Reed Hundt

Speaking at a Club luncheon on July 27, 1995, Reed Hundt, chairman of the Federal Communications Commission, called for new government rules to improve the quality of children's television and reduce the amount of sex and violence on TV. "Eighty percent of Americans think TV is harmful to society, and especially to children," Hundt said. "Children themselves report that television encourages them to take part in sexual activity too soon, to show disrespect for their parents, to lie and engage in aggressive behavior." Reed said that the FCC had made a "colossal mistake" in not requiring broadcasters to make a commitment to serve the public interest before granting them broadcast licenses. "Market values are not the same as family values," he said. The FCC has a chance to correct this mistake by granting licenses to broadcasters for a new spectrum so that they can broadcast a digital signal, Hundt said. "As we enter the digital age of television, we must not waste...TV's potential." Reed called for "limited but clear and enforceable public interest requirements." He also favored the so-called "V-chip" to help parents select from the avalanche of broadcast programs pouring uninvited into their homes. "The FCC, broadcasters and the American people need to recognize that TV can be more than it has been," Hundt said. National Press Club Record, Volume XLV, No. 29. August 10, 1995.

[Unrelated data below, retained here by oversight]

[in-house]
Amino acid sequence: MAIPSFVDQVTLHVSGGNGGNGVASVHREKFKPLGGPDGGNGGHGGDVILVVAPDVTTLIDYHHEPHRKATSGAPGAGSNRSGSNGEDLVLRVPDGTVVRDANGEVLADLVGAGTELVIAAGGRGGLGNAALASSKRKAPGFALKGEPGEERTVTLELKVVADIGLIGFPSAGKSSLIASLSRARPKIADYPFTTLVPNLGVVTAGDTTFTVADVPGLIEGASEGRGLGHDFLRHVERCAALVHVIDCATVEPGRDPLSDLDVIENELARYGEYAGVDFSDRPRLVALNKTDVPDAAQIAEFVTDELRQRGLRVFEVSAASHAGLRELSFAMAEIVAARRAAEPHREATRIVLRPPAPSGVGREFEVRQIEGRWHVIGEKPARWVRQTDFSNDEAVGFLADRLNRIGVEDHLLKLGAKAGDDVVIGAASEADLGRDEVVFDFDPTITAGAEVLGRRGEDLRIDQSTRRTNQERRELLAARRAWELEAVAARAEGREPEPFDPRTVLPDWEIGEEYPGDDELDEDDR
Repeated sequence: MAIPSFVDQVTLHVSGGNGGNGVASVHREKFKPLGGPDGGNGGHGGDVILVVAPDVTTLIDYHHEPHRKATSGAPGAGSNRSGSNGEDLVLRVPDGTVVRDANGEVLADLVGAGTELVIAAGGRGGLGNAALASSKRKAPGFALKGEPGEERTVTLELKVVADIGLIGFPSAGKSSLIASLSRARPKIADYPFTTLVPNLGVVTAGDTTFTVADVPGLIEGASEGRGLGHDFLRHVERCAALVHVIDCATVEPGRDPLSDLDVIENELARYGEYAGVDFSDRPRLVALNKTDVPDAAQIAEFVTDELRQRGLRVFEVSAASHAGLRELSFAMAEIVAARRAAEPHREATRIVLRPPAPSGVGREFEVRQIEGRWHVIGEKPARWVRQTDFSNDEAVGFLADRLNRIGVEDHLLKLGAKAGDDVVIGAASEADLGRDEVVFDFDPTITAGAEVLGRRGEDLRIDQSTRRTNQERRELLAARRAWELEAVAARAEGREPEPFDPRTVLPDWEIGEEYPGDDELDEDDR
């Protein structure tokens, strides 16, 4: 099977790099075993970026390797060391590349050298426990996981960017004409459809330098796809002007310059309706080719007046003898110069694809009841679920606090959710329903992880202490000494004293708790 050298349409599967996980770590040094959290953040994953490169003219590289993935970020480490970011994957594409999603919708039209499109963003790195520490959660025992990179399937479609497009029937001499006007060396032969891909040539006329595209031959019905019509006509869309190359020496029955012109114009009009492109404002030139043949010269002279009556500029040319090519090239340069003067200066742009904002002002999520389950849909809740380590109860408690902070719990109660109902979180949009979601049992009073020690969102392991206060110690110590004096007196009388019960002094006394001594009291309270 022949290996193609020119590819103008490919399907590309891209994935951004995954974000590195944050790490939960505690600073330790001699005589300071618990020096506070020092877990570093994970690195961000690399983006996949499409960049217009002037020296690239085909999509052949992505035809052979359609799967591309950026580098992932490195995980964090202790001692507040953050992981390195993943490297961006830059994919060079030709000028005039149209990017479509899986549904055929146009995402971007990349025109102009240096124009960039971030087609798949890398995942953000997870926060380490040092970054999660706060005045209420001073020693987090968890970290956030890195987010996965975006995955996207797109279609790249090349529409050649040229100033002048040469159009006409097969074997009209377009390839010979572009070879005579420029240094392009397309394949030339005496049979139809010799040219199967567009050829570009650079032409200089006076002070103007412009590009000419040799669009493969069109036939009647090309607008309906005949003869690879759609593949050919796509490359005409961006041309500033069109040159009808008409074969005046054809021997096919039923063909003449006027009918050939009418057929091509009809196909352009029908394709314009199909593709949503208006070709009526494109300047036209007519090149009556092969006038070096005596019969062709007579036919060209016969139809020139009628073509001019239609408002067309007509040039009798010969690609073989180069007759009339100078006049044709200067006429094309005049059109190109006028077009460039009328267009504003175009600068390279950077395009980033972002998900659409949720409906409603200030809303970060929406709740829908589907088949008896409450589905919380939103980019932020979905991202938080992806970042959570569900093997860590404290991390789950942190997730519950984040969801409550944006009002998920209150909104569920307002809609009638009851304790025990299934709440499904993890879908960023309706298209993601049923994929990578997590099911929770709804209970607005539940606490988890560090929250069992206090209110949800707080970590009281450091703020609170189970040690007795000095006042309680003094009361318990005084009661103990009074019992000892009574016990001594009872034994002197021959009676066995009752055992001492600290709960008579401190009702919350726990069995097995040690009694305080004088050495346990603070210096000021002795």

The National Press Club Luncheons are brought to you by the Internet Multicasting Service and our sponsors under an agreement with the National Press Club Board of Governors.